Volume 14, Issue 1
  • ISSN 1384-6655
  • E-ISSN: 1569-9811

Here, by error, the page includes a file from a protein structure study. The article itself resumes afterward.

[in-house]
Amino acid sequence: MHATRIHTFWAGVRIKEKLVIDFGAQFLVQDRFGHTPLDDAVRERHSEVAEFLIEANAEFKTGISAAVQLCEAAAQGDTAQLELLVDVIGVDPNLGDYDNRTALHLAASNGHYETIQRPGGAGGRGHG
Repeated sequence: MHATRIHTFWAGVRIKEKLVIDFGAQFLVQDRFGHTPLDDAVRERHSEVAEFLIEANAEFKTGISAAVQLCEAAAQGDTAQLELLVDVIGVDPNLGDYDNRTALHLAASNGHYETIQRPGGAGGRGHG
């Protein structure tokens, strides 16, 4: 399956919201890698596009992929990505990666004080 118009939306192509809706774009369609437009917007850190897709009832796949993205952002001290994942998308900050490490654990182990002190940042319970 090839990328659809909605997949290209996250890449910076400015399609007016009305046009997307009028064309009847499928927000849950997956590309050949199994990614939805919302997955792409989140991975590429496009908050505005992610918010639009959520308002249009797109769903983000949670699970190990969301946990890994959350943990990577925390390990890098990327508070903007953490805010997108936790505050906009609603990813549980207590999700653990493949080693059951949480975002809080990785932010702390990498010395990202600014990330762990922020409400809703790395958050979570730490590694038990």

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This paper examines the use of gei constructions in Mandarin Chinese and bei constructions in Cantonese within three corpora (of spoken and written Chinese and Hong Kong Cantonese). There are seven structural patterns in which gei/VLgei takes two objects. The order of these objects is determined by the principle of end-weight. Another four structural patterns see the co-occurrence of verb phrases with gei/V-gei. About four percent of gei constructions are used to mark a passivised verb. The study also reveals that the fronting of direct object marked by the preposition ba is a rather formal style. In the contrast between Mandarin gei constructions and Cantonese bei constructions, it was found that (i) the order of indirect object followed by direct object as in Mandarin Chinese reverses in Cantonese; (ii) when compared with Mandarin gei, Cantonese bei is more commonly used as a passive marker and as a verb meaning ‘allow’.


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